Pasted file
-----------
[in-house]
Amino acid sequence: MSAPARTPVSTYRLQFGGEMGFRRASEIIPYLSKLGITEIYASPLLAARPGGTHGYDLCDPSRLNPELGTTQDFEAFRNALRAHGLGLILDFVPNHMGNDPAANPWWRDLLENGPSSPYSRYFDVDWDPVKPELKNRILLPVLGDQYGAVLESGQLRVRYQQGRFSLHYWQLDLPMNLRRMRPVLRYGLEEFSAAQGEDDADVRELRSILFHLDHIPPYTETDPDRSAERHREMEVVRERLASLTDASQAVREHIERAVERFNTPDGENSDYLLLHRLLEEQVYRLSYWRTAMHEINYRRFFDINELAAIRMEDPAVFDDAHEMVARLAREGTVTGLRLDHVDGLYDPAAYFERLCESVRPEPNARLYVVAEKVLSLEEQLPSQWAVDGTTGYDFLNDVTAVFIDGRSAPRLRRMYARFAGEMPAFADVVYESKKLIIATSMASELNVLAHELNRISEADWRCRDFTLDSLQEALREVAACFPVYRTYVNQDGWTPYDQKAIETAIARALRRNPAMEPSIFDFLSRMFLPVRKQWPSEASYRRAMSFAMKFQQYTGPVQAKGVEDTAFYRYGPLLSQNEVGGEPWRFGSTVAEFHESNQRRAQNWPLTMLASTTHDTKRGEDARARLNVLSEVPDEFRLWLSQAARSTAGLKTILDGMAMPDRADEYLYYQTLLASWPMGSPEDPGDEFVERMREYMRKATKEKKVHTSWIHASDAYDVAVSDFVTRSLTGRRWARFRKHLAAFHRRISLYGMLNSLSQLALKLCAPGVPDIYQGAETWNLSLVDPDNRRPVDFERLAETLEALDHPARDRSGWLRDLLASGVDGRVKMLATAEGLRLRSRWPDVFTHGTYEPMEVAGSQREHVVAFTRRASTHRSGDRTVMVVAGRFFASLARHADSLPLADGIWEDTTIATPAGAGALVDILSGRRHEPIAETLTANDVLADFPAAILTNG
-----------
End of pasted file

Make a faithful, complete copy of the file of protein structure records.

[in-house]
Amino acid sequence: MSAPARTPVSTYRLQFGGEMGFRRASEIIPYLSKLGITEIYASPLLAARPGGTHGYDLCDPSRLNPELGTTQDFEAFRNALRAHGLGLILDFVPNHMGNDPAANPWWRDLLENGPSSPYSRYFDVDWDPVKPELKNRILLPVLGDQYGAVLESGQLRVRYQQGRFSLHYWQLDLPMNLRRMRPVLRYGLEEFSAAQGEDDADVRELRSILFHLDHIPPYTETDPDRSAERHREMEVVRERLASLTDASQAVREHIERAVERFNTPDGENSDYLLLHRLLEEQVYRLSYWRTAMHEINYRRFFDINELAAIRMEDPAVFDDAHEMVARLAREGTVTGLRLDHVDGLYDPAAYFERLCESVRPEPNARLYVVAEKVLSLEEQLPSQWAVDGTTGYDFLNDVTAVFIDGRSAPRLRRMYARFAGEMPAFADVVYESKKLIIATSMASELNVLAHELNRISEADWRCRDFTLDSLQEALREVAACFPVYRTYVNQDGWTPYDQKAIETAIARALRRNPAMEPSIFDFLSRMFLPVRKQWPSEASYRRAMSFAMKFQQYTGPVQAKGVEDTAFYRYGPLLSQNEVGGEPWRFGSTVAEFHESNQRRAQNWPLTMLASTTHDTKRGEDARARLNVLSEVPDEFRLWLSQAARSTAGLKTILDGMAMPDRADEYLYYQTLLASWPMGSPEDPGDEFVERMREYMRKATKEKKVHTSWIHASDAYDVAVSDFVTRSLTGRRWARFRKHLAAFHRRISLYGMLNSLSQLALKLCAPGVPDIYQGAETWNLSLVDPDNRRPVDFERLAETLEALDHPARDRSGWLRDLLASGVDGRVKMLATAEGLRLRSRWPDVFTHGTYEPMEVAGSQREHVVAFTRRASTHRSGDRTVMVVAGRFFASLARHADSLPLADGIWEDTTIATPAGAGALVDILSGRRHEPIAETLTANDVLADFPAAILTNG